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Aerial view of the damage caused by Hurricane Beryl in Grenada. (Grenada's Government Information Service Photo via CMC)

Grenada seeking to trigger debt suspension clause

July 4, 2024

By Linda Straker

ST.  GEORGE’S, Grenada, CMC – Grenada has written to financial agencies and multilateral partners requesting that the debt payment suspension clause in several loan agreements be triggered because of the devastation on the country by Hurricane Beryl earlier this week.

In 2022, the national debt of Grenada amounted to an estimated US$0.77 billion.

“The Minister of Finance has already written to some of our multilateral partners to indicate to them that this catastrophic event has happened and to trigger our debt suspension clause in some of these agreements,” Prime Minister Dickon Mitchell told a news conference.

Following the passage of Hurricane Ivan in 2004, then prime minister Dr Keith Mitchell had advocated and successfully campaigned for a debt suspension to be included in all new loan agreements.

The clause is triggered whenever the country is experiencing hazards from natural disasters such as hurricanes, earthquakes or a health pandemic. The last time Grenada requested a triggering of that clause was in 2020 when COVID-19 was declared a pandemic.

Prime Minister Mitchell said that the passage of hurricane Beryl is having both fiscal and social impacts on the economy and right now the country will need significant resources.

He told reporters that the clean up exercise alone will run into the “tens of millions of dollars,” while announcing there will be a national clean up on the weekend.

Mitchell acknowledged that “it is going to be a mammoth task to rebuild Grenada, Carriacou and Petite Martinique”.

He said that the Cabinet during an emergency meeting on Tueday evening had agreed to establish several task forces to assess the damages and the impact the category four hurricane has had on the country.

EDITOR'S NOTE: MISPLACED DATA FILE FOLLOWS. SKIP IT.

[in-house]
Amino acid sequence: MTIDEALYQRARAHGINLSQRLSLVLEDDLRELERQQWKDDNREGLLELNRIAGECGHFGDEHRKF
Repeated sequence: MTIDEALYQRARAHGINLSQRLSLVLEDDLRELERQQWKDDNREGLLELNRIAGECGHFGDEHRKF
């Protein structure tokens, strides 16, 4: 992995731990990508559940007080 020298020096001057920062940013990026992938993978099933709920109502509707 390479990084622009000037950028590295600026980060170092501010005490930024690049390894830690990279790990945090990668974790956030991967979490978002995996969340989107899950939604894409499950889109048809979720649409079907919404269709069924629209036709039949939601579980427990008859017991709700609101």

“We have agreed to create a task force to treat with this significant catastrophic event this will have on the 2024 budget, the economy and the current fiscal situation.

“We are going to create a task force to deal with coordinating relief efforts in conjunction with NaDMA (National Disaster Management Agency) as it relates to our foreign partners,” said Prime Minister Mitchell, who is also responsible for National Disaster and chair of the National Emergency Advisory Council.

“The Cabinet also agreed to establish a task force to do a detailed assessment of the loss and damage to know how much the island has suffered in the area of agriculture, fishing, housing, public buildings, private buildings, public infrastructure and the environment as a result of hurricane Beryl,” he said.

“I want to stress that the environment has taken a severe battering as a result of this hurricane, not just the built infrastructure, we need to make sure that we record accurately the loss, the damage and that we are able to quantify this because it has significant implications for the economy of Grenada, for the government’s fiscal situation and for some of our contractual obligations, liabilities as well as benefits,” Mitchell added.

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